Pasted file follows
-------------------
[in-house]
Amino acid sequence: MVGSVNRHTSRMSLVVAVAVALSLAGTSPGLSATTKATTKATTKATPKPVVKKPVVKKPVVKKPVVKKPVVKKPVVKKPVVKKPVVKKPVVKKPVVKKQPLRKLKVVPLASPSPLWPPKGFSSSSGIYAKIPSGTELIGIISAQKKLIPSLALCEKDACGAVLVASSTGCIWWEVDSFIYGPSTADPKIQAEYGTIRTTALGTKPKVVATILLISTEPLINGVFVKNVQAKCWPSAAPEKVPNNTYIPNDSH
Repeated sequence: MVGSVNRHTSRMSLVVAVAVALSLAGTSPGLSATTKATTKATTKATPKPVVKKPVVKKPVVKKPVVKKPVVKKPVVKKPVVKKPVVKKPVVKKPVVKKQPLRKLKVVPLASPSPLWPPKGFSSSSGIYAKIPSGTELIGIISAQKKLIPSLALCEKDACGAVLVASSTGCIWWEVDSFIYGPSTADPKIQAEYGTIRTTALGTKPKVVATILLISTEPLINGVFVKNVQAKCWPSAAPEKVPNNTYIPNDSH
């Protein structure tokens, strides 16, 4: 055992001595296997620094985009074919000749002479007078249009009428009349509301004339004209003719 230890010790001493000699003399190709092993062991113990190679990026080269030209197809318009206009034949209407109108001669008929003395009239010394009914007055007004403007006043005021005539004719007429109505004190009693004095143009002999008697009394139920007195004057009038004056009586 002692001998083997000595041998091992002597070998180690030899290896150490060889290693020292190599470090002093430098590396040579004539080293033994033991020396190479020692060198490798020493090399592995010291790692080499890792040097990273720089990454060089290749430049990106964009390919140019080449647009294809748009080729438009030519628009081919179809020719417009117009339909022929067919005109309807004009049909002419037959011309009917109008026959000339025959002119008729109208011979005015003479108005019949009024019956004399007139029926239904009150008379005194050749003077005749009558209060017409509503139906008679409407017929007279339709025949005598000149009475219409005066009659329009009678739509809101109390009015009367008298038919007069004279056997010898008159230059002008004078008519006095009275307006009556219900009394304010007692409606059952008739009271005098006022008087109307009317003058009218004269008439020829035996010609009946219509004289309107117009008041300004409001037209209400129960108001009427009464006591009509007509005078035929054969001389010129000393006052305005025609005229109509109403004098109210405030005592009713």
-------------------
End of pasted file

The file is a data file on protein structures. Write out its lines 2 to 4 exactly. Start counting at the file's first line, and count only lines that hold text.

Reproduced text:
Amino acid sequence: MVGSVNRHTSRMSLVVAVAVALSLAGTSPGLSATTKATTKATTKATPKPVVKKPVVKKPVVKKPVVKKPVVKKPVVKKPVVKKPVVKKPVVKKPVVKKQPLRKLKVVPLASPSPLWPPKGFSSSSGIYAKIPSGTELIGIISAQKKLIPSLALCEKDACGAVLVASSTGCIWWEVDSFIYGPSTADPKIQAEYGTIRTTALGTKPKVVATILLISTEPLINGVFVKNVQAKCWPSAAPEKVPNNTYIPNDSH
Repeated sequence: MVGSVNRHTSRMSLVVAVAVALSLAGTSPGLSATTKATTKATTKATPKPVVKKPVVKKPVVKKPVVKKPVVKKPVVKKPVVKKPVVKKPVVKKPVVKKQPLRKLKVVPLASPSPLWPPKGFSSSSGIYAKIPSGTELIGIISAQKKLIPSLALCEKDACGAVLVASSTGCIWWEVDSFIYGPSTADPKIQAEYGTIRTTALGTKPKVVATILLISTEPLINGVFVKNVQAKCWPSAAPEKVPNNTYIPNDSH
């Protein structure tokens, strides 16, 4: 055992001595296997620094985009074919000749002479007078249009009428009349509301004339004209003719 230890010790001493000699003399190709092993062991113990190679990026080269030209197809318009206009034949209407109108001669008929003395009239010394009914007055007004403007006043005021005539004719007429109505004190009693004095143009002999008697009394139920007195004057009038004056009586 002692001998083997000595041998091992002597070998180690030899290896150490060889290693020292190599470090002093430098590396040579004539080293033994033991020396190479020692060198490798020493090399592995010291790692080499890792040097990273720089990454060089290749430049990106964009390919140019080449647009294809748009080729438009030519628009081919179809020719417009117009339909022929067919005109309807004009049909002419037959011309009917109008026959000339025959002119008729109208011979005015003479108005019949009024019956004399007139029926239904009150008379005194050749003077005749009558209060017409509503139906008679409407017929007279339709025949005598000149009475219409005066009659329009009678739509809101109390009015009367008298038919007069004279056997010898008159230059002008004078008519006095009275307006009556219900009394304010007692409606059952008739009271005098006022008087109307009317003058009218004269008439020829035996010609009946219509004289309107117009008041300004409001037209209400129960108001009427009464006591009509007509005078035929054969001389010129000393006052305005025609005229109509109403004098109210405030005592009713």